Phillies face tough mental game - Philadelphia News

October 21, 2008 9:14:34 PM PDT
As the Phillies head to the World Series, they'll face not only a tough physical challenge but also a tough mental challenge.

Jen Croneberger is the CEO of Excellence Training Camps. She's also a certified mental game coaching professional. She helps athletes overcome mental obstacles and get in the zone. "Sports is over 50-percent in your head," she said.

And as the Phillies head to the world series, their confidence will play a huge role in how they perform. Phillies pitcher Brad Lidge knows it.

"Attitude is one thing that's very important," he said, adding,"expecting that you're going to in and win is something the guys in this team believe and you have to have that attitude going in there."

And along with a winning attitude, Croneberger said players need to continue what they've been doing all post-season? playing one game at a time. "If you get too comfortable with, you have a tendency to let your guard down and as an athlete you can never do that," she said.

Outfielder Shane Victorino said they plan to "take it one game at a time, starting Wednesday."

But as the games get bigger, the pressure mounts. Fans and Players have expectations and for star players like Jimmy Rollins, Ryan Howard and game one starter Cole Hamels, it can be especially difficult to live up to them. "They take a little more of the expectations and I think sometimes they press a little bit harder than anybody else and sometimes that's a negative," Croneberger said.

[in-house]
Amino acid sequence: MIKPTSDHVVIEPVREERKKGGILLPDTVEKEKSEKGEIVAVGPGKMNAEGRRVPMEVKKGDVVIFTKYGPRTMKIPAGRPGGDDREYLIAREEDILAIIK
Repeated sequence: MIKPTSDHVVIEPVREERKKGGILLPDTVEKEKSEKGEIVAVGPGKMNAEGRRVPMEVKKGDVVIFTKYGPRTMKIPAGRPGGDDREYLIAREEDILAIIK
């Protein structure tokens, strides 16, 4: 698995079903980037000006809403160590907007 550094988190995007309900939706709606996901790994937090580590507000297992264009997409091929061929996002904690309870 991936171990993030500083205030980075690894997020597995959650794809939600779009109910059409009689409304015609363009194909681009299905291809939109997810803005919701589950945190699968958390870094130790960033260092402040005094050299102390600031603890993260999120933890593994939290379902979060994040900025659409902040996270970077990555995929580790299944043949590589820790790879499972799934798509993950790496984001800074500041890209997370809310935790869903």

So to counteract the pressure, she said players will need to stick to their routines. Many have rituals such as adjusting their batting gloves before batting or taking a deep breath before pitching. The physical regimen also cues the mind to a get ready.

But because baseball is a game of errors, there will be a mistakes. Afterall, the Phillies are human. But Croneberger said how they've handled mistakes so far this season by shaking them off shows they have the mental strength to continue to win games. "It's not so much that you made the mistake, it's what you do right after that second that's what counts."

And by all accounts the Phillies say they're ready to play their best and hoping for the best in the World Series. "People need something to be proud of and why not a championship," Jimmy Rollins said.

As for if the Rays have an advantage because they are a younger team, Croneberger said their lack of experience in high-stakes games help the Phillies. More-experienced teams and players will be able to better control their emotions.

Both teams could experience "over-motivation." Croneberger said if an athlete wants the win too bad, it can lead to anxiety and fear of failure which can negatively affect performance. Striking a balance will be key to winning the series.

For more information about Excellence Training Camps, Inc.


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